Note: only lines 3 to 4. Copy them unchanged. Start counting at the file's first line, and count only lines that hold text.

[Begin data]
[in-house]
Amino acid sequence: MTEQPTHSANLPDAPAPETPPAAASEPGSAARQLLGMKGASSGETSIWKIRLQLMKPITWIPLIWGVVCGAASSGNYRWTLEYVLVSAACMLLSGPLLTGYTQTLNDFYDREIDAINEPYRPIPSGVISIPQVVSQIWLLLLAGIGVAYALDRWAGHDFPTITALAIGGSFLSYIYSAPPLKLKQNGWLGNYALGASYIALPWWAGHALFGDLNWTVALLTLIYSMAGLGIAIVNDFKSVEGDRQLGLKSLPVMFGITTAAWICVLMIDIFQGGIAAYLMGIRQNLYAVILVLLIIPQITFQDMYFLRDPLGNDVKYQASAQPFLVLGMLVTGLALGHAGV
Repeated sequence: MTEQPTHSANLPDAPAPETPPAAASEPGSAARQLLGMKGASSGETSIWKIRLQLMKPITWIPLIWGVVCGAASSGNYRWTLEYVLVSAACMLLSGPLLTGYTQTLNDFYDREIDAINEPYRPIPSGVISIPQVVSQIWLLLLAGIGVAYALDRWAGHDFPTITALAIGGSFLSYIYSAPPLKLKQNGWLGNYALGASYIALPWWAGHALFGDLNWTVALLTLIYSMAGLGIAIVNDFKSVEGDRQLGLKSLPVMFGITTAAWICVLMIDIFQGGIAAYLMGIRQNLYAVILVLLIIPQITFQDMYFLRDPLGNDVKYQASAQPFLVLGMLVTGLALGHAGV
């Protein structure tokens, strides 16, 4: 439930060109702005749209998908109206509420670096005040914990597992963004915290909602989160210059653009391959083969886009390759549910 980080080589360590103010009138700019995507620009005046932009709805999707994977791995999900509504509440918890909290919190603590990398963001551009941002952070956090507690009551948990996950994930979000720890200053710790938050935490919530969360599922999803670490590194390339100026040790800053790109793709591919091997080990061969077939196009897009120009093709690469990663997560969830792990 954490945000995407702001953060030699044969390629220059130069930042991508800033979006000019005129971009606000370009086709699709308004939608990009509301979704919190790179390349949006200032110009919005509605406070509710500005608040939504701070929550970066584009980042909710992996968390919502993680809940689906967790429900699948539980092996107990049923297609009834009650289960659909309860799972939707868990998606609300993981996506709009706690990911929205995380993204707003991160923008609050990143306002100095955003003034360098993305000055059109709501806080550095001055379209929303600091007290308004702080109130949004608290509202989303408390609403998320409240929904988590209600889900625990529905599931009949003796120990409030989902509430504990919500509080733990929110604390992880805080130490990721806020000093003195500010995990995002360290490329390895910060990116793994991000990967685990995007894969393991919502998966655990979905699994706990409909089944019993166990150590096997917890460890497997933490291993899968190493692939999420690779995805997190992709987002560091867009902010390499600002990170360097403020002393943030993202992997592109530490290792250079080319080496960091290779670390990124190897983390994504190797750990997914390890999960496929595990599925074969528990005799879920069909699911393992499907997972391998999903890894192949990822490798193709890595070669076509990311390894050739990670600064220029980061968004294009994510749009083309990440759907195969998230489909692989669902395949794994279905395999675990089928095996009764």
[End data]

Repeated sequence: MTEQPTHSANLPDAPAPETPPAAASEPGSAARQLLGMKGASSGETSIWKIRLQLMKPITWIPLIWGVVCGAASSGNYRWTLEYVLVSAACMLLSGPLLTGYTQTLNDFYDREIDAINEPYRPIPSGVISIPQVVSQIWLLLLAGIGVAYALDRWAGHDFPTITALAIGGSFLSYIYSAPPLKLKQNGWLGNYALGASYIALPWWAGHALFGDLNWTVALLTLIYSMAGLGIAIVNDFKSVEGDRQLGLKSLPVMFGITTAAWICVLMIDIFQGGIAAYLMGIRQNLYAVILVLLIIPQITFQDMYFLRDPLGNDVKYQASAQPFLVLGMLVTGLALGHAGV
């Protein structure tokens, strides 16, 4: 439930060109702005749209998908109206509420670096005040914990597992963004915290909602989160210059653009391959083969886009390759549910 980080080589360590103010009138700019995507620009005046932009709805999707994977791995999900509504509440918890909290919190603590990398963001551009941002952070956090507690009551948990996950994930979000720890200053710790938050935490919530969360599922999803670490590194390339100026040790800053790109793709591919091997080990061969077939196009897009120009093709690469990663997560969830792990 954490945000995407702001953060030699044969390629220059130069930042991508800033979006000019005129971009606000370009086709699709308004939608990009509301979704919190790179390349949006200032110009919005509605406070509710500005608040939504701070929550970066584009980042909710992996968390919502993680809940689906967790429900699948539980092996107990049923297609009834009650289960659909309860799972939707868990998606609300993981996506709009706690990911929205995380993204707003991160923008609050990143306002100095955003003034360098993305000055059109709501806080550095001055379209929303600091007290308004702080109130949004608290509202989303408390609403998320409240929904988590209600889900625990529905599931009949003796120990409030989902509430504990919500509080733990929110604390992880805080130490990721806020000093003195500010995990995002360290490329390895910060990116793994991000990967685990995007894969393991919502998966655990979905699994706990409909089944019993166990150590096997917890460890497997933490291993899968190493692939999420690779995805997190992709987002560091867009902010390499600002990170360097403020002393943030993202992997592109530490290792250079080319080496960091290779670390990124190897983390994504190797750990997914390890999960496929595990599925074969528990005799879920069909699911393992499907997972391998999903890894192949990822490798193709890595070669076509990311390894050739990670600064220029980061968004294009994510749009083309990440759907195969998230489909692989669902395949794994279905395999675990089928095996009764």